This year marks the centenaries of Raymond Williams and Leonardo Sciascia, two outstanding intellectuals, critics and novelists. As intellectuals of the left, their overriding focus was on the contours of modern societies: the cultures, democracies and centres of power. Their work brought them global reputations but the starting points, the essence of their writing to which they always returned, was life experience drawn from the margins and across the borders of different worlds.
Their work brought them global reputations but the starting points, the essence of their writing to which they always returned, was life experience drawn from the margins and across the borders of different worlds.Raymond Williams’s early experiences in his village close to the Wales-England border were recurring themes in both his fiction and non-fiction writing. His father, a railway signalman, was a key source for his early novels, notably Border Country, while his intellectual formation as a Welsh student who became an academic in the cloistered environment of Cambridge University informed his ground-breaking work on culture.
Leonardo Sciascia was from Racalmuto, a small working-class town located deep in the hills of the Sicilian province of Agrigento, where his father worked in the sulphur mines. That environment, its people, land and territory, remained an enduring preoccupation in his work. It was a place he never really left, apart from brief periods in Rome, Palermo and later as a member of the European parliament. His book, Le Parrocchie di Regalpetra (published in the English edition as Salt in the Wound) was based on his experience as a schoolteacher in his hometown. His descriptions of poverty, fascism, and corruption in the Church and town hall were based on real events and became dominant themes in his later writing.
Education informed their respective interrogations of wider cultures. Williams’s writing on culture was influenced by the students in his extra mural classes in Sussex as much as his younger, more affluent Cambridge undergraduates. Some of the best work of both was produced in the late 1950s and early 1960s when post-war European societies were defined by the growth of working-class popular culture, the expanding role of the state and the constraints of the Cold War. Williams’s seminal Culture and Society, an appraisal of the UK’s literary history was published in 1958, the same year that his essay ‘Culture is Ordinary’ appeared. His argument that culture involved the ‘everyday’, that it was ‘lived’ and was increasingly significant within the expanding spheres of film, television and advertising, was advanced a couple of years later in The Long Revolution, which maintained that these cultural transformations would be a match for the democratic and industrial revolutions that had gone before. Sandwiched between these two works was Border Country, his novel rooted in the Black Mountains of his early years and the changes experienced by a young man who after leaving his hometown community for London, returned to find it still recovering from the General Strike and the Depression.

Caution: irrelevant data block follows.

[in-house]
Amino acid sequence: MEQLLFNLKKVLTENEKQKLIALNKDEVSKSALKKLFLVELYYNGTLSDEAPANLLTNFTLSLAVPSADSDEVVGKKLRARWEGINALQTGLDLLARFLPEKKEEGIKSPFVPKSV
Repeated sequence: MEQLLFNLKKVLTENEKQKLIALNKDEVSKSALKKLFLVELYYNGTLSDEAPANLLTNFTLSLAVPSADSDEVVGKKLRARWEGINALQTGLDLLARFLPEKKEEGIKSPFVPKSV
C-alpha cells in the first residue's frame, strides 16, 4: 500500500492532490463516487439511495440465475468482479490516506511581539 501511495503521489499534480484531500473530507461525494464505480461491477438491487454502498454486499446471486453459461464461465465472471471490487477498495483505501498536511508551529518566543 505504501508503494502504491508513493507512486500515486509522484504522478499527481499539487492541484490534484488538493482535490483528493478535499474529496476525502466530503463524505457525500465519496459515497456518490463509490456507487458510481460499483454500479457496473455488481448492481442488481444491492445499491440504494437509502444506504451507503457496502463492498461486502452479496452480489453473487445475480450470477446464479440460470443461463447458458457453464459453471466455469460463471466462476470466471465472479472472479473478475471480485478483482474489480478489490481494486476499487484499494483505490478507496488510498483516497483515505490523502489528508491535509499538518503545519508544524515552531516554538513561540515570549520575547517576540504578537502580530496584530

Williams and Sciascia belonged to the left-wing anti-fascist generation of the 1930s and were members of their respective communist parties.In the same period, Sciascia followed Le Parrocchie di Regalpetra (1956), with Sicilian Uncles (1958), a collection of novellas depicting the exercise of power at pivotal moments, including the Allied invasion of Sicily and the prospects for the island’s future seen through the contrasting (and illusory) spectacles of American and communist Sicilians. However, it was The Day of the Owl (1961), that won him most recognition by bringing the Mafia – whose existence was then still denied by politicians and criminals – to a wider public. Through Captain Bellodi, the northern Italian police investigating officer, he explored the culture, mentality and political contexts in which the Mafia thrived, and set out the familiar scenarios in which they operated. In this and his other short detective novels (often inconclusive and without happy endings) he suggested that to understand the Mafia you needed to know Sicilian history and culture.